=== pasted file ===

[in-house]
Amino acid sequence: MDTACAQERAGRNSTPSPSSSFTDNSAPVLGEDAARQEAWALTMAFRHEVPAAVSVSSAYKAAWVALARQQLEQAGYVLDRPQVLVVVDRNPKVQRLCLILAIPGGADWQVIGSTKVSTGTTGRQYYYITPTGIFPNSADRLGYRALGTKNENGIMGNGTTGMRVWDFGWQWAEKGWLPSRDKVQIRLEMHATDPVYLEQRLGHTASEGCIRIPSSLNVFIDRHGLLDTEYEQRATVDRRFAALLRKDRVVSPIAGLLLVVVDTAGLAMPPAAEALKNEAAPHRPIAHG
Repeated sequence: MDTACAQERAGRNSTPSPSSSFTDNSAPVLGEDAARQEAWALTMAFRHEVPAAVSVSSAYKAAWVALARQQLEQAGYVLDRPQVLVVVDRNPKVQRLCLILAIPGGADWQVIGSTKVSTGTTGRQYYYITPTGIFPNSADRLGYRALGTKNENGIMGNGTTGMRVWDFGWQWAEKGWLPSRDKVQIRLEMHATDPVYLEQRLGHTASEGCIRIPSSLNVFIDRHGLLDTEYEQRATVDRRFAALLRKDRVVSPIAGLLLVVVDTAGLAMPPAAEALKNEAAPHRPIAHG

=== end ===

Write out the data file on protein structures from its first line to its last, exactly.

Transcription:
[in-house]
Amino acid sequence: MDTACAQERAGRNSTPSPSSSFTDNSAPVLGEDAARQEAWALTMAFRHEVPAAVSVSSAYKAAWVALARQQLEQAGYVLDRPQVLVVVDRNPKVQRLCLILAIPGGADWQVIGSTKVSTGTTGRQYYYITPTGIFPNSADRLGYRALGTKNENGIMGNGTTGMRVWDFGWQWAEKGWLPSRDKVQIRLEMHATDPVYLEQRLGHTASEGCIRIPSSLNVFIDRHGLLDTEYEQRATVDRRFAALLRKDRVVSPIAGLLLVVVDTAGLAMPPAAEALKNEAAPHRPIAHG
Repeated sequence: MDTACAQERAGRNSTPSPSSSFTDNSAPVLGEDAARQEAWALTMAFRHEVPAAVSVSSAYKAAWVALARQQLEQAGYVLDRPQVLVVVDRNPKVQRLCLILAIPGGADWQVIGSTKVSTGTTGRQYYYITPTGIFPNSADRLGYRALGTKNENGIMGNGTTGMRVWDFGWQWAEKGWLPSRDKVQIRLEMHATDPVYLEQRLGHTASEGCIRIPSSLNVFIDRHGLLDTEYEQRATVDRRFAALLRKDRVVSPIAGLLLVVVDTAGLAMPPAAEALKNEAAPHRPIAHG